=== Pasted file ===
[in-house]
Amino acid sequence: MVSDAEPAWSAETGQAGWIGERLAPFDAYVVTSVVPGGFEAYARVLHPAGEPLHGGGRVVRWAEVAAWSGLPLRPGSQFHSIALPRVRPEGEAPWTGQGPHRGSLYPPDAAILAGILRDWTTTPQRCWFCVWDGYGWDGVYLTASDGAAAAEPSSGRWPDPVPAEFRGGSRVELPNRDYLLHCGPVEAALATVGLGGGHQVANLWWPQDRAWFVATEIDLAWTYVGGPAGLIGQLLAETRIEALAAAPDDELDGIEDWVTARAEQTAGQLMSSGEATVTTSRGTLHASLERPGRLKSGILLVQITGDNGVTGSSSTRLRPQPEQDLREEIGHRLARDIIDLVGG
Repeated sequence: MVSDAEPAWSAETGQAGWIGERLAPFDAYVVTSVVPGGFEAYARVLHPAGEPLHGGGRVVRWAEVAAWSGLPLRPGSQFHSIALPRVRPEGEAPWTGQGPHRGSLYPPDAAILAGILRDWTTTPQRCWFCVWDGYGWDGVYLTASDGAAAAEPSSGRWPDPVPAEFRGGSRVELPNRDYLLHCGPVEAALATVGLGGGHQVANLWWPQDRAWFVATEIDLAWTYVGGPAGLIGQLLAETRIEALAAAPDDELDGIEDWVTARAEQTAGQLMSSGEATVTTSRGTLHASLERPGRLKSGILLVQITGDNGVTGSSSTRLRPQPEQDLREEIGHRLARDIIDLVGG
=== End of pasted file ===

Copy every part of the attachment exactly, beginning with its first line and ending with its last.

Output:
[in-house]
Amino acid sequence: MVSDAEPAWSAETGQAGWIGERLAPFDAYVVTSVVPGGFEAYARVLHPAGEPLHGGGRVVRWAEVAAWSGLPLRPGSQFHSIALPRVRPEGEAPWTGQGPHRGSLYPPDAAILAGILRDWTTTPQRCWFCVWDGYGWDGVYLTASDGAAAAEPSSGRWPDPVPAEFRGGSRVELPNRDYLLHCGPVEAALATVGLGGGHQVANLWWPQDRAWFVATEIDLAWTYVGGPAGLIGQLLAETRIEALAAAPDDELDGIEDWVTARAEQTAGQLMSSGEATVTTSRGTLHASLERPGRLKSGILLVQITGDNGVTGSSSTRLRPQPEQDLREEIGHRLARDIIDLVGG
Repeated sequence: MVSDAEPAWSAETGQAGWIGERLAPFDAYVVTSVVPGGFEAYARVLHPAGEPLHGGGRVVRWAEVAAWSGLPLRPGSQFHSIALPRVRPEGEAPWTGQGPHRGSLYPPDAAILAGILRDWTTTPQRCWFCVWDGYGWDGVYLTASDGAAAAEPSSGRWPDPVPAEFRGGSRVELPNRDYLLHCGPVEAALATVGLGGGHQVANLWWPQDRAWFVATEIDLAWTYVGGPAGLIGQLLAETRIEALAAAPDDELDGIEDWVTARAEQTAGQLMSSGEATVTTSRGTLHASLERPGRLKSGILLVQITGDNGVTGSSSTRLRPQPEQDLREEIGHRLARDIIDLVGG